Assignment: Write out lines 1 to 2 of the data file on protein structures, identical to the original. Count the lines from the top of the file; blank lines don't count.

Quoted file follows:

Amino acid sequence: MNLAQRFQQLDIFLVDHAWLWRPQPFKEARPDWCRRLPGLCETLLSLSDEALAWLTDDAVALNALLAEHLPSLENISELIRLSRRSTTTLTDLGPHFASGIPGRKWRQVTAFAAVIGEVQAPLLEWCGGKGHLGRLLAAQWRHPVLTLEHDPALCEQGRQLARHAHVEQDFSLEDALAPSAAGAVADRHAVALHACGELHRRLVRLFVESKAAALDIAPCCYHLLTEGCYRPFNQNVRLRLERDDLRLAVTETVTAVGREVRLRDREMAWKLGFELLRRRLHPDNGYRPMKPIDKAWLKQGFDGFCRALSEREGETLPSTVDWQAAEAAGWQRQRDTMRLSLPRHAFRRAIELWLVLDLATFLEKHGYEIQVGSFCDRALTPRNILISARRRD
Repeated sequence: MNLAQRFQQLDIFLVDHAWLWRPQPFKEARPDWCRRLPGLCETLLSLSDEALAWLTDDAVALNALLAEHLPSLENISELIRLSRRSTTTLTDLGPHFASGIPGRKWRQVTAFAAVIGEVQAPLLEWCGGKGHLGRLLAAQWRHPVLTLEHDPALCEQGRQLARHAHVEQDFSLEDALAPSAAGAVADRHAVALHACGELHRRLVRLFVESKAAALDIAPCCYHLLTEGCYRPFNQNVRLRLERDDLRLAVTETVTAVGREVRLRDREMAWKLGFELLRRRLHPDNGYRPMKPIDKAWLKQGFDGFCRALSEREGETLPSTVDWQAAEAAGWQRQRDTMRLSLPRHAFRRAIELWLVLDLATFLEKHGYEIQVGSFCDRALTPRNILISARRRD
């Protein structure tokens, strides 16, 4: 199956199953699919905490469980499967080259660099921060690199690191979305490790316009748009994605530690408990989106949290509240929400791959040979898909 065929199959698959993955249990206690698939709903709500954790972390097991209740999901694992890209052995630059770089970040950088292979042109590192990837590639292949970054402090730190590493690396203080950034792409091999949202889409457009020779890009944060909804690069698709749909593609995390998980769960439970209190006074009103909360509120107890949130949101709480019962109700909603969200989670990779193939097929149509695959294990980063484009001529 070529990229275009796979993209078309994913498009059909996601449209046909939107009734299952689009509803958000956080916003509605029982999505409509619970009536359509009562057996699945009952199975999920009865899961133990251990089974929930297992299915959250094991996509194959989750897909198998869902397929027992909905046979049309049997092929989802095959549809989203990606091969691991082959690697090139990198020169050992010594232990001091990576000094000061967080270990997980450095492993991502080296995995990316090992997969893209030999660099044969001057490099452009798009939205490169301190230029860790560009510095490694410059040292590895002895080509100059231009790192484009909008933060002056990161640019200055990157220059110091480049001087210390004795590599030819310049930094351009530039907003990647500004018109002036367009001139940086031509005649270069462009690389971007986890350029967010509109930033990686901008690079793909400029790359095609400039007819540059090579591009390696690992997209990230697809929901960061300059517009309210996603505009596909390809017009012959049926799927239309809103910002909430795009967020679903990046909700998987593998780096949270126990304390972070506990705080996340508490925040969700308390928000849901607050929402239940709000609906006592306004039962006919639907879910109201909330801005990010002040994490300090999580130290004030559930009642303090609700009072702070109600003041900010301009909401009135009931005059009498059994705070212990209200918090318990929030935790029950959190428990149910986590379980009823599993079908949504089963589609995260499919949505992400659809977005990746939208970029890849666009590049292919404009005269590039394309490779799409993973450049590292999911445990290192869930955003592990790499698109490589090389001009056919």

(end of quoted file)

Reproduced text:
Amino acid sequence: MNLAQRFQQLDIFLVDHAWLWRPQPFKEARPDWCRRLPGLCETLLSLSDEALAWLTDDAVALNALLAEHLPSLENISELIRLSRRSTTTLTDLGPHFASGIPGRKWRQVTAFAAVIGEVQAPLLEWCGGKGHLGRLLAAQWRHPVLTLEHDPALCEQGRQLARHAHVEQDFSLEDALAPSAAGAVADRHAVALHACGELHRRLVRLFVESKAAALDIAPCCYHLLTEGCYRPFNQNVRLRLERDDLRLAVTETVTAVGREVRLRDREMAWKLGFELLRRRLHPDNGYRPMKPIDKAWLKQGFDGFCRALSEREGETLPSTVDWQAAEAAGWQRQRDTMRLSLPRHAFRRAIELWLVLDLATFLEKHGYEIQVGSFCDRALTPRNILISARRRD
Repeated sequence: MNLAQRFQQLDIFLVDHAWLWRPQPFKEARPDWCRRLPGLCETLLSLSDEALAWLTDDAVALNALLAEHLPSLENISELIRLSRRSTTTLTDLGPHFASGIPGRKWRQVTAFAAVIGEVQAPLLEWCGGKGHLGRLLAAQWRHPVLTLEHDPALCEQGRQLARHAHVEQDFSLEDALAPSAAGAVADRHAVALHACGELHRRLVRLFVESKAAALDIAPCCYHLLTEGCYRPFNQNVRLRLERDDLRLAVTETVTAVGREVRLRDREMAWKLGFELLRRRLHPDNGYRPMKPIDKAWLKQGFDGFCRALSEREGETLPSTVDWQAAEAAGWQRQRDTMRLSLPRHAFRRAIELWLVLDLATFLEKHGYEIQVGSFCDRALTPRNILISARRRD